Jesse Himsworth, a contributor to Forbes, argues that design thinking is about collaboration – bringing perspectives from across your agency and partner organizations – harnessing collective brain power to produce optimal solutions. Design thinking encourages individuals to put their best foot forward and for groups to come together in an effort to innovate as a team.  Harnessing the collective brainpower of your agency and partners will ensure you come up with multiple prototypes to test, presenting more opportunities for optimization as you work toward a final solution. In other words, when you prioritize design thinking as a leader, you make the most of the cross-functional talent at your fingertips.

The principle of empathy has a tremendous impact on leadership.  Here empathy applies to your external and internal audiences.  When it comes to external audiences – communities that we serve — if you’re going to your colleagues, your agency leaders, “and you have the voice of your community members in your pocket, that supersedes any assigned power in that organization. It’s hard to refute the findings of a two-week immersive exploratory process with community members. And, you’ll be a visionary,” says Matthew Kressy, Director and Co-Founder of MIT Integrated Design & Management.

From the internal audience point of view, empathy can apply to getting to know your team.  Your team members are very different people with different motivations and passions.  Observing your team members can help you better tailor your approach to different members.  According to Anthony Howard, author of Humanize, a book about human-centered leadership, this is about “putting people first.”  This means “understanding all of the people you are touching as a leader, and understanding the impact that you are having on them. Are you, for example, enhancing or diminishing their life? Are you helping them become a better person, so that they can be the best version of themselves? This gives leadership a moral dimension, as it focuses on what is good and right, while building on the technical aspects of leadership, such as strategic capability, exercising influence, and enrolling people in a vision for the future.”

Prototyping and testing also applies to leadership.  Leaders should not be afraid to try different solutions to organizational problems and test them.  Prototyping solutions assumes failure.  We usually resist failure – we are hard-wired to avoid it. But failure should be actively pursued in prototyping. If the prototype runs smoothly, nothing new will be learned, yet prototyping is all about learning. According to Hilberts, van Dijk, and Benammar, “failures are to be expected, and innovation leadership even seeks them out, as long as you get feedback on what went wrong. Fail often and fail forward – always make sure to learn from the failure to move forward with an improved version. Also, fail as early as possible and as cheaply as possible.”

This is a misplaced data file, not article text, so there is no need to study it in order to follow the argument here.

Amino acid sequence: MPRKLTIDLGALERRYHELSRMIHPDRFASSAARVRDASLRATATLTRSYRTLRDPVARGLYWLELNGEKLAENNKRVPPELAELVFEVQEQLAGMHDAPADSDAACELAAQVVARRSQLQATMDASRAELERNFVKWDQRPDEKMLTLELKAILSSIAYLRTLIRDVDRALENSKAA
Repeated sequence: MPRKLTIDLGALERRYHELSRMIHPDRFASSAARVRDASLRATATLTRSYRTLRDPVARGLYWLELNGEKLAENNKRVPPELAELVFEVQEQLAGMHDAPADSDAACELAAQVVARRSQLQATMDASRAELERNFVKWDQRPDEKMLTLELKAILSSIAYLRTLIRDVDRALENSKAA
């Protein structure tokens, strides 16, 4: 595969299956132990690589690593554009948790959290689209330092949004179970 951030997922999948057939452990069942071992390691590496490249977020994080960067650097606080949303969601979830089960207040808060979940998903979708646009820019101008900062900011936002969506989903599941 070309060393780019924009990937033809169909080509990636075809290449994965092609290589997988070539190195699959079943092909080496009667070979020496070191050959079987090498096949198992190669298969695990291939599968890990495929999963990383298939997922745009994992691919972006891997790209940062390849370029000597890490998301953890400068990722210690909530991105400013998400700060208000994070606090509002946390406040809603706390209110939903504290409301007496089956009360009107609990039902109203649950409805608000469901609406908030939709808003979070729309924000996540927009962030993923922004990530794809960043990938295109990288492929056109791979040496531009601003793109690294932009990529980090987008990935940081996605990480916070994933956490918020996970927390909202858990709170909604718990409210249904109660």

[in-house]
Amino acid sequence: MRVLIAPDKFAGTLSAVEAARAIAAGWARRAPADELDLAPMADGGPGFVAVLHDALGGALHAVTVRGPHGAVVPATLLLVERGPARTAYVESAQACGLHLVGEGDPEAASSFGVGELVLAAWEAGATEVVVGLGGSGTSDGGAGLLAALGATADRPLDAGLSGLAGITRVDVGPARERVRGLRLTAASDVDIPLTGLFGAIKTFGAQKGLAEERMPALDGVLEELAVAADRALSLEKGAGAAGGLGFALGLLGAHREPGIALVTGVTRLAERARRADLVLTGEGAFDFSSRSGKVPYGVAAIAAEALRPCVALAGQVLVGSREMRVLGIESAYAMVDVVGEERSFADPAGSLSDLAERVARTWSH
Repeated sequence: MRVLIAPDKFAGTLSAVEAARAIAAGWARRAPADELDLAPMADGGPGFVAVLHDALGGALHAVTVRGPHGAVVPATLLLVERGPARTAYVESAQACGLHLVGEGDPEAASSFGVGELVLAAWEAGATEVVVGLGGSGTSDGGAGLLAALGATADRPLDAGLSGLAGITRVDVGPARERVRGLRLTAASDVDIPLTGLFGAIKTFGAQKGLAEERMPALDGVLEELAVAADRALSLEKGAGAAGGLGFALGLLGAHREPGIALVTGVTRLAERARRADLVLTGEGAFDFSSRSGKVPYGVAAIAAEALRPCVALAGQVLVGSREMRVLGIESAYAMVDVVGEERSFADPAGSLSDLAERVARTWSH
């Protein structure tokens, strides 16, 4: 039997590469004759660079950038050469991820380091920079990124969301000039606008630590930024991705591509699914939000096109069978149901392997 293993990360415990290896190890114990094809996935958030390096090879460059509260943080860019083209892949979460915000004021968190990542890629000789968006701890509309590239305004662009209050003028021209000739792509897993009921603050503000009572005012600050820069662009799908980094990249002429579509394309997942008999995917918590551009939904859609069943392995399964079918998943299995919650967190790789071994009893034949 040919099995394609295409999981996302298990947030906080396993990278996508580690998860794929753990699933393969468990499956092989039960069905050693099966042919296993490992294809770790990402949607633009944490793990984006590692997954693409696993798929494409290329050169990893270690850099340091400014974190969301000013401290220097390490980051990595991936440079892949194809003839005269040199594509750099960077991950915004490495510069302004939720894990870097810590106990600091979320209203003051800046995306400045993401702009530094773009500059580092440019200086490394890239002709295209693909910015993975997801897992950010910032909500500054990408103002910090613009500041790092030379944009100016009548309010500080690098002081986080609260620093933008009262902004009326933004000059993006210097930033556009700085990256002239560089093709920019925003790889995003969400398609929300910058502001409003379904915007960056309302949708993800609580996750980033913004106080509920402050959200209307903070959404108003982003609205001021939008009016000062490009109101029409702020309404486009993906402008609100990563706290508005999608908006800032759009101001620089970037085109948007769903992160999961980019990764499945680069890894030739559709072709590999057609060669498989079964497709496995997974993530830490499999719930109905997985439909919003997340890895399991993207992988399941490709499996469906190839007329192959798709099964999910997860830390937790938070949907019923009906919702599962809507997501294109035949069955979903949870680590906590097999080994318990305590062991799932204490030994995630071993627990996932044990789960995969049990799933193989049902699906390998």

Consider applying some of these activities into your meetings to get your team to use Design Thinking techniques.

Build Empathy:  Impromptu Networking

Take about 15 minutes for participants to meet in groups of two or four and introduce themselves to each other and answer the question: “What big challenge do you bring to this gathering? What do you hope to get from and give to this group or community?” By the end, each person will talk to about four people and learn something new about their partners.

Impromptu Networking allows participants to quickly gain new perspectives on the people they’ll be working with on a project/collaboration.

Ideate:  SCAMPER

 In your next brainstorming meeting, try using SCAMPER.  SCAMPER stands for:

  • Substitute.
  • Combine.
  • Adapt.
  • Modify.
  • Put to another use.
  • Eliminate.
  • Reverse.

You use the tool by asking questions about an existing product or service, using each of the seven prompts above to develop questions. These questions help you come up with creative ideas for developing new products, and for improving current ones.

Click here to learn more about SCAMPER.